Delaying the use of high-dose melphalan with stem cell rescue in multiple myeloma is ready for prime time

Dickran Kazandjian, Ola Landgren

Research output: Contribution to journalArticlepeer-review

9 Scopus citations


The significant advances made in the treatment of multiple myeloma (MM) have allowed for a paradigm shift away from the early use of high-dose melphalan with autologous stem cell transplant (HDM-ASCT). In 2015 alone, the US Food and Drug Administration (FDA) approved 4 novel drugs for MM. Novel drugs and regimens have shown unprecedented efficacy, which has increased the tempo of new drug development. Furthermore, the FDA recently approved a diagnostic test to detect minimal residual disease (MRD) that will allow community clinicians to conduct real-time testing of MRD. Most importantly, frontline regimens based on immunomodulatory drugs (IMiDs) and proteasome inhibitors (PIs) have shown a large clinical benefit. The next era has begun, as several 4-drug combinations that include monoclonal antibodies are being evaluated in clinical trials in the attempt to replace HDM-ASCT in the treatment of MM. We and others have therefore questioned the need for early HDM-ASCT, especially in light of the possible complications. HDM-ASCT is associated not only with acute toxicities—cytopenia, infection, and even death— but also an increased risk of developing secondary cancers. This article discusses the historic context of HDM-ASCT, the modern role of HDM-ASCT given the availability of highly sensitive MRD testing, and the likely future of quadruplet treatment. In summary, patients who attain deep responses using IMiD-and PI-based regimens may not require early HDM-ASCT. A delayed approach to this treatment is acceptable, and might be preferred by patients.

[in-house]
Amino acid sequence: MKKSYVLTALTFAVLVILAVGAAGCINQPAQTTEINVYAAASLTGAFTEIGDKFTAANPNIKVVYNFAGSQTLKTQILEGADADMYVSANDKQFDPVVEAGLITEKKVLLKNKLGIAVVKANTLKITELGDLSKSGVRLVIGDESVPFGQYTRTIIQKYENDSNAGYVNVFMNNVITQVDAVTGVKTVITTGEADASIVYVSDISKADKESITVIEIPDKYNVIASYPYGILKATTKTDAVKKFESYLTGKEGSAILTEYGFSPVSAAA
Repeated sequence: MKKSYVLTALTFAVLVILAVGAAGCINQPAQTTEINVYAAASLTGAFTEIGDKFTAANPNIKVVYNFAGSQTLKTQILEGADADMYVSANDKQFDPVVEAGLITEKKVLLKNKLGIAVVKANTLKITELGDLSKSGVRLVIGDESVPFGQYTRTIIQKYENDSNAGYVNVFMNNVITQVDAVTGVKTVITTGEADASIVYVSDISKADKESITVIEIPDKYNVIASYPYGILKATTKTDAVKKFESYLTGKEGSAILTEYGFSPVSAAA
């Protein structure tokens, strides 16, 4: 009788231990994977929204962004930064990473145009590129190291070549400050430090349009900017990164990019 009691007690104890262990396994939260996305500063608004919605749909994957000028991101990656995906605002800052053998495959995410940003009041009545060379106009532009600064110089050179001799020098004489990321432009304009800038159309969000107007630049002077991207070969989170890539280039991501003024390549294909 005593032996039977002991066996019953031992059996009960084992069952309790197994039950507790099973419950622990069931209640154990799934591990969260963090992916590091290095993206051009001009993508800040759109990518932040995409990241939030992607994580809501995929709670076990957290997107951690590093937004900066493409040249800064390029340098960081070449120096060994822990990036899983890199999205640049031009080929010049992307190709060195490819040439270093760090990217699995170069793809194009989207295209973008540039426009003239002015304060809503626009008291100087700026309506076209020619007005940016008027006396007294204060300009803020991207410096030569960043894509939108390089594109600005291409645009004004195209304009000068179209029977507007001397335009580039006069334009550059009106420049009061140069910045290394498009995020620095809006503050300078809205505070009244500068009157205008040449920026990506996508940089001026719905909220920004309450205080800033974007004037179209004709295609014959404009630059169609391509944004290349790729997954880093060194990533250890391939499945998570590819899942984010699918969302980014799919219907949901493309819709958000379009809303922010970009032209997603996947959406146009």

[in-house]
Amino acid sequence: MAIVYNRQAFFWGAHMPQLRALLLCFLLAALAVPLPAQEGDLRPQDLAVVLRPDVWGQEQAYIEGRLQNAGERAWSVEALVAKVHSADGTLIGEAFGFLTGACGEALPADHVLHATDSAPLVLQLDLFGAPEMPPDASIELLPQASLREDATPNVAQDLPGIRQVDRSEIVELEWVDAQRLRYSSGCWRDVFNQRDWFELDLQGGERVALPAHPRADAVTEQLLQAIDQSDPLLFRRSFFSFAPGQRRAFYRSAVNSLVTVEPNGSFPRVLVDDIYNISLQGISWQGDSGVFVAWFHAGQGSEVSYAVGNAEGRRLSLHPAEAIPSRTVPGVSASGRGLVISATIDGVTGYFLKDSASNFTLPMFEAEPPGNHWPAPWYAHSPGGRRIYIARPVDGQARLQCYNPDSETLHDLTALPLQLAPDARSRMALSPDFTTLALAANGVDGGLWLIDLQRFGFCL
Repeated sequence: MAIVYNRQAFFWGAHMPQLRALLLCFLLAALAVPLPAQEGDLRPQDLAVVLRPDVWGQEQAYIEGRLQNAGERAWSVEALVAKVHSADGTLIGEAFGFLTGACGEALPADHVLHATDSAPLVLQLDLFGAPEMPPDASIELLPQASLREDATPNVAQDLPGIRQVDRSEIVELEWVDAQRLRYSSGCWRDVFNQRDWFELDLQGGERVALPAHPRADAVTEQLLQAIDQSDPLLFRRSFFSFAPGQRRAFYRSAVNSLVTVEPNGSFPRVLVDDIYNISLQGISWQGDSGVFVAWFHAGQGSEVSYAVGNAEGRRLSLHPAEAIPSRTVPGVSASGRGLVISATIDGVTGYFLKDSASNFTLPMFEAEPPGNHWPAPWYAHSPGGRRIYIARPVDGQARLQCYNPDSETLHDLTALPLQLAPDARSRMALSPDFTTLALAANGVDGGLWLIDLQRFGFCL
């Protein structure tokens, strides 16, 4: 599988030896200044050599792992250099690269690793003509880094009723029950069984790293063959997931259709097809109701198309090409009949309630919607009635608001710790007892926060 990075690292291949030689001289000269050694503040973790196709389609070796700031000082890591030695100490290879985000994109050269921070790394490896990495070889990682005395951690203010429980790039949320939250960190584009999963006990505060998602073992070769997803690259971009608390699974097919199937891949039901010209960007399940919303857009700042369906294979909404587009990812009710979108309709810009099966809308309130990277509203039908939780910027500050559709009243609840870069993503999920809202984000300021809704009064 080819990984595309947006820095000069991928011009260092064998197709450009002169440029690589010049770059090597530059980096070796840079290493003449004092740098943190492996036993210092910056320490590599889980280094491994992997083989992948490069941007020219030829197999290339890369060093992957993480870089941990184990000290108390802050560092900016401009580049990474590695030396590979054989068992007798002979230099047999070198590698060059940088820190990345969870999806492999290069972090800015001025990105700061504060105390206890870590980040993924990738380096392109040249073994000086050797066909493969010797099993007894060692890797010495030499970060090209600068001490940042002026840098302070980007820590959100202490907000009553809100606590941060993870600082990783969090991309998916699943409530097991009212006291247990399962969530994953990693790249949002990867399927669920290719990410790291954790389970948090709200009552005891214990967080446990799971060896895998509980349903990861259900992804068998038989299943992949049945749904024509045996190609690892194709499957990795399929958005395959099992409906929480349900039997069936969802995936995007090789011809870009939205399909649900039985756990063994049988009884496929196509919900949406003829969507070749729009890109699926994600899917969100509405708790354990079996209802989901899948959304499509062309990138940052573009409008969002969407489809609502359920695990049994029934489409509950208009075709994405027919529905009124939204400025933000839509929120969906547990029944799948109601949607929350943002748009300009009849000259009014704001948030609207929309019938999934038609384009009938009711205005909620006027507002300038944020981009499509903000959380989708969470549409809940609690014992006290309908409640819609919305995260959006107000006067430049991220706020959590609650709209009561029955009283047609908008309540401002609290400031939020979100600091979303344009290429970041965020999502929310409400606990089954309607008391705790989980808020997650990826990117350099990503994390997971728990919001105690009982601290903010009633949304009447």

Original languageEnglish (US)
Pages (from-to)559-568
Number of pages10
JournalClinical Advances in Hematology and Oncology
Issue number10
StatePublished - Oct 2019
Externally publishedYes


  • ASCT
  • Carfilzomib
  • Daratumumab
  • High-dose melphalan
  • Minimal residual disease
  • Multiple myeloma

ASJC Scopus subject areas

  • Hematology
  • Oncology


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